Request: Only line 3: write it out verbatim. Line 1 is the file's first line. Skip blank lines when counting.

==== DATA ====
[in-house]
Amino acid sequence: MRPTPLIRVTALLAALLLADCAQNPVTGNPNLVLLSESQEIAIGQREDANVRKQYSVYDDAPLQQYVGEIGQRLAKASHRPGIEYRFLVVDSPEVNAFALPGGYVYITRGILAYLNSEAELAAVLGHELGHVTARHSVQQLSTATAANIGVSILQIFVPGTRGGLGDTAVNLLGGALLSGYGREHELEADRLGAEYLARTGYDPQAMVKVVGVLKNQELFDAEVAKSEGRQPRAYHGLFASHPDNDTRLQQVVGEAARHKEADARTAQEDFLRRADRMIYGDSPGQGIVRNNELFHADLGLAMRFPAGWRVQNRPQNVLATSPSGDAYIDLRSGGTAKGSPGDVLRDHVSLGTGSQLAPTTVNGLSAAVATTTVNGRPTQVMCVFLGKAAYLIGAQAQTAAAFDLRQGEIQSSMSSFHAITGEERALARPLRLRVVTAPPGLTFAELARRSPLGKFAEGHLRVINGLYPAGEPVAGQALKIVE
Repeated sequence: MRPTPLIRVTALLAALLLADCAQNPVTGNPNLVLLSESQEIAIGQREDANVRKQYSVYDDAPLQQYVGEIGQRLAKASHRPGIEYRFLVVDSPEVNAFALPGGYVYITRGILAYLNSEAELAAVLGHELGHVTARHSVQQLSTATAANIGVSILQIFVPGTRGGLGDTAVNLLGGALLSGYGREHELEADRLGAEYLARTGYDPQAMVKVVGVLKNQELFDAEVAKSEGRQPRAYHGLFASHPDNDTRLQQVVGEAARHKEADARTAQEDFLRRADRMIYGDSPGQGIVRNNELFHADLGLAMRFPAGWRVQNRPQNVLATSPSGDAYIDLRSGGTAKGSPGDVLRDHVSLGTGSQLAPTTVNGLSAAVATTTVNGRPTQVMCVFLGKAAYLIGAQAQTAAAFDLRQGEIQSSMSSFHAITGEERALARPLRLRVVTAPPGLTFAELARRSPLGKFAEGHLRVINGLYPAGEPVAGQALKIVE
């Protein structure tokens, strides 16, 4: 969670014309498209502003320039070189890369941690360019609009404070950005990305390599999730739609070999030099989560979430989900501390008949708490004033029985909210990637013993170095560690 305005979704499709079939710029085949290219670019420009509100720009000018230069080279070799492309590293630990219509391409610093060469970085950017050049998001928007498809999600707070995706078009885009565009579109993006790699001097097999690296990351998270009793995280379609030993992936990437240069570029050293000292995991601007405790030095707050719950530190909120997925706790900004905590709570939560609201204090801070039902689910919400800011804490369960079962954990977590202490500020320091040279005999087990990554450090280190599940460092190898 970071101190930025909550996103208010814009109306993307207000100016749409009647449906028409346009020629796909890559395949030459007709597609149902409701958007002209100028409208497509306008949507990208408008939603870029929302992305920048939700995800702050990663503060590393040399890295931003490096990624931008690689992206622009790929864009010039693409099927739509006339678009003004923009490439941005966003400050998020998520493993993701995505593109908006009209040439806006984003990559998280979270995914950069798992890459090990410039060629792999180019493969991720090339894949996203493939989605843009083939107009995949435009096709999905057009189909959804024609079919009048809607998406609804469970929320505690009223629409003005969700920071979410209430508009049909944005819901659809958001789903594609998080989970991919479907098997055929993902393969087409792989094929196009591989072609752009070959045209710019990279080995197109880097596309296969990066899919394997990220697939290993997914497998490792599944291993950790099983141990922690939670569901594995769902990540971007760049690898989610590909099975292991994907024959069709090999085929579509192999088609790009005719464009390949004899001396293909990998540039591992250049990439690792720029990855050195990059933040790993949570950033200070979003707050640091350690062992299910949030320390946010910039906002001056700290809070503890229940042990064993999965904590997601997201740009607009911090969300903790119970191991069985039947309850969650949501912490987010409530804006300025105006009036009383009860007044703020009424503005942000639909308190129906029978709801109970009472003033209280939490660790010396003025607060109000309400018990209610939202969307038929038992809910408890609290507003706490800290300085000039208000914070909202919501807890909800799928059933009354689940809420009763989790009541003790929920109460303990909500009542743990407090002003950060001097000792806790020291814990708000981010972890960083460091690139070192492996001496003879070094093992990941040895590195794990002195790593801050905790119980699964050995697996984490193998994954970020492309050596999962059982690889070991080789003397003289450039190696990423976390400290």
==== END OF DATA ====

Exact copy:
Repeated sequence: MRPTPLIRVTALLAALLLADCAQNPVTGNPNLVLLSESQEIAIGQREDANVRKQYSVYDDAPLQQYVGEIGQRLAKASHRPGIEYRFLVVDSPEVNAFALPGGYVYITRGILAYLNSEAELAAVLGHELGHVTARHSVQQLSTATAANIGVSILQIFVPGTRGGLGDTAVNLLGGALLSGYGREHELEADRLGAEYLARTGYDPQAMVKVVGVLKNQELFDAEVAKSEGRQPRAYHGLFASHPDNDTRLQQVVGEAARHKEADARTAQEDFLRRADRMIYGDSPGQGIVRNNELFHADLGLAMRFPAGWRVQNRPQNVLATSPSGDAYIDLRSGGTAKGSPGDVLRDHVSLGTGSQLAPTTVNGLSAAVATTTVNGRPTQVMCVFLGKAAYLIGAQAQTAAAFDLRQGEIQSSMSSFHAITGEERALARPLRLRVVTAPPGLTFAELARRSPLGKFAEGHLRVINGLYPAGEPVAGQALKIVE